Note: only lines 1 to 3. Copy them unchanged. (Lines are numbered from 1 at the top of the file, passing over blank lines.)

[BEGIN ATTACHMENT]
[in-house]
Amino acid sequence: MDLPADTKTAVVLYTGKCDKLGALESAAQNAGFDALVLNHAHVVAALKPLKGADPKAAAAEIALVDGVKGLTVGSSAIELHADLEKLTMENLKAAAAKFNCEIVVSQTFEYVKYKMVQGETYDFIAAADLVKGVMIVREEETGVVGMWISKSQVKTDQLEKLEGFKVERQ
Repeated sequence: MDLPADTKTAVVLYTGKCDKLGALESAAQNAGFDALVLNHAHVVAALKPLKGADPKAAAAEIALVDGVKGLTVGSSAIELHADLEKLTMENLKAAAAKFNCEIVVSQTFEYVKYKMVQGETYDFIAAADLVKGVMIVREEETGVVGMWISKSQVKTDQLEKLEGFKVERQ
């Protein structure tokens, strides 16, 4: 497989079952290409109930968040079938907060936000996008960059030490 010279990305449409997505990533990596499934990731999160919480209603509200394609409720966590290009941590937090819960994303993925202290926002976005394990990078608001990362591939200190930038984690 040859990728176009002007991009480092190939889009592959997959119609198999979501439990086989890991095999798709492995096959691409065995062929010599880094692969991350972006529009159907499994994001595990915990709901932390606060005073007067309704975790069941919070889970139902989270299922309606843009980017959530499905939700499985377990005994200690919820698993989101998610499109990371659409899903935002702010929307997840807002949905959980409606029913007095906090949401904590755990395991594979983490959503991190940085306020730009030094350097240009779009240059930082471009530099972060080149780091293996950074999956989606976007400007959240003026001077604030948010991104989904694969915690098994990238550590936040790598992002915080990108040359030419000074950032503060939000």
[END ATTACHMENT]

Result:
[in-house]
Amino acid sequence: MDLPADTKTAVVLYTGKCDKLGALESAAQNAGFDALVLNHAHVVAALKPLKGADPKAAAAEIALVDGVKGLTVGSSAIELHADLEKLTMENLKAAAAKFNCEIVVSQTFEYVKYKMVQGETYDFIAAADLVKGVMIVREEETGVVGMWISKSQVKTDQLEKLEGFKVERQ
Repeated sequence: MDLPADTKTAVVLYTGKCDKLGALESAAQNAGFDALVLNHAHVVAALKPLKGADPKAAAAEIALVDGVKGLTVGSSAIELHADLEKLTMENLKAAAAKFNCEIVVSQTFEYVKYKMVQGETYDFIAAADLVKGVMIVREEETGVVGMWISKSQVKTDQLEKLEGFKVERQ